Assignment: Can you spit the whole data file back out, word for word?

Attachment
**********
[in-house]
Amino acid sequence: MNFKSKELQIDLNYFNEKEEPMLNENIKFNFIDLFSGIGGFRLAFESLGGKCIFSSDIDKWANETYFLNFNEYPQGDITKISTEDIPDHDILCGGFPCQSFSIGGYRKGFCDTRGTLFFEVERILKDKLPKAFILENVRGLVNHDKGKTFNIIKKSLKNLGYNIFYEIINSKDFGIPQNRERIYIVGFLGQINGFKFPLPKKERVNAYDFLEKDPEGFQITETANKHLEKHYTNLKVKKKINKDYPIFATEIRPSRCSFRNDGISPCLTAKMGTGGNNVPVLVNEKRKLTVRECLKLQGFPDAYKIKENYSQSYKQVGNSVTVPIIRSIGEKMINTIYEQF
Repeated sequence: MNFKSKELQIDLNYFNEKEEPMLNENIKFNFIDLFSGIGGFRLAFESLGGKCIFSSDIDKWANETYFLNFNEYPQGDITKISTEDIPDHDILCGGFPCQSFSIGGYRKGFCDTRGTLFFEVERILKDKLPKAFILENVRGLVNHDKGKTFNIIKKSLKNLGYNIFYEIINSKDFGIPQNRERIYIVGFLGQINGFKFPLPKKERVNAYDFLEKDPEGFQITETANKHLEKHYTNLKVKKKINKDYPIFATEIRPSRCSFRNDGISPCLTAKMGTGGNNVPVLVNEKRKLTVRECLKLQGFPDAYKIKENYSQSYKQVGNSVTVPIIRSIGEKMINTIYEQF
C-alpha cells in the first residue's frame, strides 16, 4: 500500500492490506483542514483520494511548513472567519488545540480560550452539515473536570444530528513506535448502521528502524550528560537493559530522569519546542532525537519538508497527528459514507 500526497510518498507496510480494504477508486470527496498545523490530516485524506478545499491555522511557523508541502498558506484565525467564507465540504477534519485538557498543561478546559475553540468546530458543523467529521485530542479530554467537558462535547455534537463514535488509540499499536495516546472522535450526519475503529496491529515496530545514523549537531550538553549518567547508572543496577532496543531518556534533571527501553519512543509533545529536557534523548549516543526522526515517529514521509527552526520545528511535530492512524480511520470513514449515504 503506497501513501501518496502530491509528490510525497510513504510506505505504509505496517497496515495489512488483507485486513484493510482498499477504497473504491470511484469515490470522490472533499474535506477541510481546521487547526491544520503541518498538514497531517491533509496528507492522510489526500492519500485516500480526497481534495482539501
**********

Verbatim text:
[in-house]
Amino acid sequence: MNFKSKELQIDLNYFNEKEEPMLNENIKFNFIDLFSGIGGFRLAFESLGGKCIFSSDIDKWANETYFLNFNEYPQGDITKISTEDIPDHDILCGGFPCQSFSIGGYRKGFCDTRGTLFFEVERILKDKLPKAFILENVRGLVNHDKGKTFNIIKKSLKNLGYNIFYEIINSKDFGIPQNRERIYIVGFLGQINGFKFPLPKKERVNAYDFLEKDPEGFQITETANKHLEKHYTNLKVKKKINKDYPIFATEIRPSRCSFRNDGISPCLTAKMGTGGNNVPVLVNEKRKLTVRECLKLQGFPDAYKIKENYSQSYKQVGNSVTVPIIRSIGEKMINTIYEQF
Repeated sequence: MNFKSKELQIDLNYFNEKEEPMLNENIKFNFIDLFSGIGGFRLAFESLGGKCIFSSDIDKWANETYFLNFNEYPQGDITKISTEDIPDHDILCGGFPCQSFSIGGYRKGFCDTRGTLFFEVERILKDKLPKAFILENVRGLVNHDKGKTFNIIKKSLKNLGYNIFYEIINSKDFGIPQNRERIYIVGFLGQINGFKFPLPKKERVNAYDFLEKDPEGFQITETANKHLEKHYTNLKVKKKINKDYPIFATEIRPSRCSFRNDGISPCLTAKMGTGGNNVPVLVNEKRKLTVRECLKLQGFPDAYKIKENYSQSYKQVGNSVTVPIIRSIGEKMINTIYEQF
C-alpha cells in the first residue's frame, strides 16, 4: 500500500492490506483542514483520494511548513472567519488545540480560550452539515473536570444530528513506535448502521528502524550528560537493559530522569519546542532525537519538508497527528459514507 500526497510518498507496510480494504477508486470527496498545523490530516485524506478545499491555522511557523508541502498558506484565525467564507465540504477534519485538557498543561478546559475553540468546530458543523467529521485530542479530554467537558462535547455534537463514535488509540499499536495516546472522535450526519475503529496491529515496530545514523549537531550538553549518567547508572543496577532496543531518556534533571527501553519512543509533545529536557534523548549516543526522526515517529514521509527552526520545528511535530492512524480511520470513514449515504 503506497501513501501518496502530491509528490510525497510513504510506505505504509505496517497496515495489512488483507485486513484493510482498499477504497473504491470511484469515490470522490472533499474535506477541510481546521487547526491544520503541518498538514497531517491533509496528507492522510489526500492519500485516500480526497481534495482539501